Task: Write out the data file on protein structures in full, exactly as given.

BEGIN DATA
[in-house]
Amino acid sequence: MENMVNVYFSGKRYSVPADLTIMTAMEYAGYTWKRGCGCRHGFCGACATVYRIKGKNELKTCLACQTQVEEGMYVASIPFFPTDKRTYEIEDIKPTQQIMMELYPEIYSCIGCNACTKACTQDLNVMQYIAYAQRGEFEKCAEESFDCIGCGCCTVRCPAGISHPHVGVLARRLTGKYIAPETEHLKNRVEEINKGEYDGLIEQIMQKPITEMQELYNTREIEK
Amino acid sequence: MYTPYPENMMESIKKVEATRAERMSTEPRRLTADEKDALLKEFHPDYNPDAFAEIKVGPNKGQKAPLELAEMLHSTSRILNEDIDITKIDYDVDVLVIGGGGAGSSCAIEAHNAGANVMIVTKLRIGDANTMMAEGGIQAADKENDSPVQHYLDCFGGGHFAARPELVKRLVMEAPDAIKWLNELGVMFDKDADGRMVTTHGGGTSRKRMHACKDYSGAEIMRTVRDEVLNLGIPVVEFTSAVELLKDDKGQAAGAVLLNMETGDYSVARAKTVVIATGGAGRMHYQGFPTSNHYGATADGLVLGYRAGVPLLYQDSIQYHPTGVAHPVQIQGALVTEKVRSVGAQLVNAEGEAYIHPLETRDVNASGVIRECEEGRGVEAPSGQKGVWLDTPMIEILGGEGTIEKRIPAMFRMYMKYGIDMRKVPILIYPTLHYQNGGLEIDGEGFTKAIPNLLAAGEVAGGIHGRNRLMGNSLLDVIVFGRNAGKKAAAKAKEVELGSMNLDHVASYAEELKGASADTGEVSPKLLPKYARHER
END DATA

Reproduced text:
[in-house]
Amino acid sequence: MENMVNVYFSGKRYSVPADLTIMTAMEYAGYTWKRGCGCRHGFCGACATVYRIKGKNELKTCLACQTQVEEGMYVASIPFFPTDKRTYEIEDIKPTQQIMMELYPEIYSCIGCNACTKACTQDLNVMQYIAYAQRGEFEKCAEESFDCIGCGCCTVRCPAGISHPHVGVLARRLTGKYIAPETEHLKNRVEEINKGEYDGLIEQIMQKPITEMQELYNTREIEK
Amino acid sequence: MYTPYPENMMESIKKVEATRAERMSTEPRRLTADEKDALLKEFHPDYNPDAFAEIKVGPNKGQKAPLELAEMLHSTSRILNEDIDITKIDYDVDVLVIGGGGAGSSCAIEAHNAGANVMIVTKLRIGDANTMMAEGGIQAADKENDSPVQHYLDCFGGGHFAARPELVKRLVMEAPDAIKWLNELGVMFDKDADGRMVTTHGGGTSRKRMHACKDYSGAEIMRTVRDEVLNLGIPVVEFTSAVELLKDDKGQAAGAVLLNMETGDYSVARAKTVVIATGGAGRMHYQGFPTSNHYGATADGLVLGYRAGVPLLYQDSIQYHPTGVAHPVQIQGALVTEKVRSVGAQLVNAEGEAYIHPLETRDVNASGVIRECEEGRGVEAPSGQKGVWLDTPMIEILGGEGTIEKRIPAMFRMYMKYGIDMRKVPILIYPTLHYQNGGLEIDGEGFTKAIPNLLAAGEVAGGIHGRNRLMGNSLLDVIVFGRNAGKKAAAKAKEVELGSMNLDHVASYAEELKGASADTGEVSPKLLPKYARHER